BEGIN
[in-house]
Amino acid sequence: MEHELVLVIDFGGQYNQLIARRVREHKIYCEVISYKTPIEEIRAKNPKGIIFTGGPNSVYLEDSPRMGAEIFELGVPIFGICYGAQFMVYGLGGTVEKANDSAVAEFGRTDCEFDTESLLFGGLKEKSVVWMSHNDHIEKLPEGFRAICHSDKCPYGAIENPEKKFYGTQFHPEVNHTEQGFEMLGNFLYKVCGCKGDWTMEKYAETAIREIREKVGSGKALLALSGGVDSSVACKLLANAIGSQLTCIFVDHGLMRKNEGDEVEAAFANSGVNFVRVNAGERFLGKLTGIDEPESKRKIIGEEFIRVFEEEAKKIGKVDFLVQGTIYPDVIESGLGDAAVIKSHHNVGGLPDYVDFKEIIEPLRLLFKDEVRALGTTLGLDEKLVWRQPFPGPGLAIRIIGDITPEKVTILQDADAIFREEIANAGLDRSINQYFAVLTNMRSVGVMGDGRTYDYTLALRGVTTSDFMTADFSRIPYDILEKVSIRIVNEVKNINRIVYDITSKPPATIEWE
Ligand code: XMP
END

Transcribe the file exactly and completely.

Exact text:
[in-house]
Amino acid sequence: MEHELVLVIDFGGQYNQLIARRVREHKIYCEVISYKTPIEEIRAKNPKGIIFTGGPNSVYLEDSPRMGAEIFELGVPIFGICYGAQFMVYGLGGTVEKANDSAVAEFGRTDCEFDTESLLFGGLKEKSVVWMSHNDHIEKLPEGFRAICHSDKCPYGAIENPEKKFYGTQFHPEVNHTEQGFEMLGNFLYKVCGCKGDWTMEKYAETAIREIREKVGSGKALLALSGGVDSSVACKLLANAIGSQLTCIFVDHGLMRKNEGDEVEAAFANSGVNFVRVNAGERFLGKLTGIDEPESKRKIIGEEFIRVFEEEAKKIGKVDFLVQGTIYPDVIESGLGDAAVIKSHHNVGGLPDYVDFKEIIEPLRLLFKDEVRALGTTLGLDEKLVWRQPFPGPGLAIRIIGDITPEKVTILQDADAIFREEIANAGLDRSINQYFAVLTNMRSVGVMGDGRTYDYTLALRGVTTSDFMTADFSRIPYDILEKVSIRIVNEVKNINRIVYDITSKPPATIEWE
Ligand code: XMP